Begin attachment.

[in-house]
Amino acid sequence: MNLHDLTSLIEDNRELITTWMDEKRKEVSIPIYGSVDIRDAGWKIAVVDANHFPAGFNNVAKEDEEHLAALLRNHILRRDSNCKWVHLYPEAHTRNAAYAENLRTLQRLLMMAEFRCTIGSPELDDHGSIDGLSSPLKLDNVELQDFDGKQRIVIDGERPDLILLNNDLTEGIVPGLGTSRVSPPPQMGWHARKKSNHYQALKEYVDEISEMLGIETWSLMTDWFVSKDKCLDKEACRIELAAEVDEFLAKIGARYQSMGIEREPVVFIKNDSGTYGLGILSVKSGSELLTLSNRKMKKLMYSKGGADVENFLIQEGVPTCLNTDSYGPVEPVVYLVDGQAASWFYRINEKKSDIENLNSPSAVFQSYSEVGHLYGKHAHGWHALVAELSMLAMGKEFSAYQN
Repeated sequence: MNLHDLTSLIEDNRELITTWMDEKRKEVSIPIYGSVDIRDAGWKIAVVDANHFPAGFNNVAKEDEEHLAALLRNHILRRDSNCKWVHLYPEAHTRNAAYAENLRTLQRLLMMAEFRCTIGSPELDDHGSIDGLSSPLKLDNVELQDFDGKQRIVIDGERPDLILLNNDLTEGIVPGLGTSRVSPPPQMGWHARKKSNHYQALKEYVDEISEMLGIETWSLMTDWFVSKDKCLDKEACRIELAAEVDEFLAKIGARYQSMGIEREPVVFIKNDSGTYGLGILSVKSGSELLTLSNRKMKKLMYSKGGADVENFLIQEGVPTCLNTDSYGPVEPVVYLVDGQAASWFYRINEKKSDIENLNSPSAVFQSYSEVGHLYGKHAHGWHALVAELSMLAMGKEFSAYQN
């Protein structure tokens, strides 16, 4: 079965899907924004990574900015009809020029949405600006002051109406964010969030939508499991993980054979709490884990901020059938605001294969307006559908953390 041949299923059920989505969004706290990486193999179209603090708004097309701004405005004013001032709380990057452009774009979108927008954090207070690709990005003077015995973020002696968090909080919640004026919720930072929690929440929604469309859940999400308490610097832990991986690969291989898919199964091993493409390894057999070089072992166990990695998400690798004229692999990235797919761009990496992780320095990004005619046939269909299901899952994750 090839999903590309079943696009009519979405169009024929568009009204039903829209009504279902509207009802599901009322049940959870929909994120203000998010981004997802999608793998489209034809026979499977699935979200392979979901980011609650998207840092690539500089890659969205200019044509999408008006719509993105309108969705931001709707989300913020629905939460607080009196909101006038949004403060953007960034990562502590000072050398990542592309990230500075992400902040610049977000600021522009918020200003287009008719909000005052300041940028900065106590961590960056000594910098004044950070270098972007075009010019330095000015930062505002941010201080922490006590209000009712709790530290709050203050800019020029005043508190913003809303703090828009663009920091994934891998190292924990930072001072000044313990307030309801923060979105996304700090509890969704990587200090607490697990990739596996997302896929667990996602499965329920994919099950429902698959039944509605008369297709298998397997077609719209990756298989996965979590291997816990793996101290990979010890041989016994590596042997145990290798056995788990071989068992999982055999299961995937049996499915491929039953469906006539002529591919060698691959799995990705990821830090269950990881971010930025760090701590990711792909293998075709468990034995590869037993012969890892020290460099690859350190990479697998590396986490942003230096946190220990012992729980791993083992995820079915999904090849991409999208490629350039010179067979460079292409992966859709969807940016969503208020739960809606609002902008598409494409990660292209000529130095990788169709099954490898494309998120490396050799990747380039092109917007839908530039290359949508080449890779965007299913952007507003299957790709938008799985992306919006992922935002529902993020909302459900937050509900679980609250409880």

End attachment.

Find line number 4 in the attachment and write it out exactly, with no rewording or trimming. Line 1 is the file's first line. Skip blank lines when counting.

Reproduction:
């Protein structure tokens, strides 16, 4: 079965899907924004990574900015009809020029949405600006002051109406964010969030939508499991993980054979709490884990901020059938605001294969307006559908953390 041949299923059920989505969004706290990486193999179209603090708004097309701004405005004013001032709380990057452009774009979108927008954090207070690709990005003077015995973020002696968090909080919640004026919720930072929690929440929604469309859940999400308490610097832990991986690969291989898919199964091993493409390894057999070089072992166990990695998400690798004229692999990235797919761009990496992780320095990004005619046939269909299901899952994750 090839999903590309079943696009009519979405169009024929568009009204039903829209009504279902509207009802599901009322049940959870929909994120203000998010981004997802999608793998489209034809026979499977699935979200392979979901980011609650998207840092690539500089890659969205200019044509999408008006719509993105309108969705931001709707989300913020629905939460607080009196909101006038949004403060953007960034990562502590000072050398990542592309990230500075992400902040610049977000600021522009918020200003287009008719909000005052300041940028900065106590961590960056000594910098004044950070270098972007075009010019330095000015930062505002941010201080922490006590209000009712709790530290709050203050800019020029005043508190913003809303703090828009663009920091994934891998190292924990930072001072000044313990307030309801923060979105996304700090509890969704990587200090607490697990990739596996997302896929667990996602499965329920994919099950429902698959039944509605008369297709298998397997077609719209990756298989996965979590291997816990793996101290990979010890041989016994590596042997145990290798056995788990071989068992999982055999299961995937049996499915491929039953469906006539002529591919060698691959799995990705990821830090269950990881971010930025760090701590990711792909293998075709468990034995590869037993012969890892020290460099690859350190990479697998590396986490942003230096946190220990012992729980791993083992995820079915999904090849991409999208490629350039010179067979460079292409992966859709969807940016969503208020739960809606609002902008598409494409990660292209000529130095990788169709099954490898494309998120490396050799990747380039092109917007839908530039290359949508080449890779965007299913952007507003299957790709938008799985992306919006992922935002529902993020909302459900937050509900679980609250409880």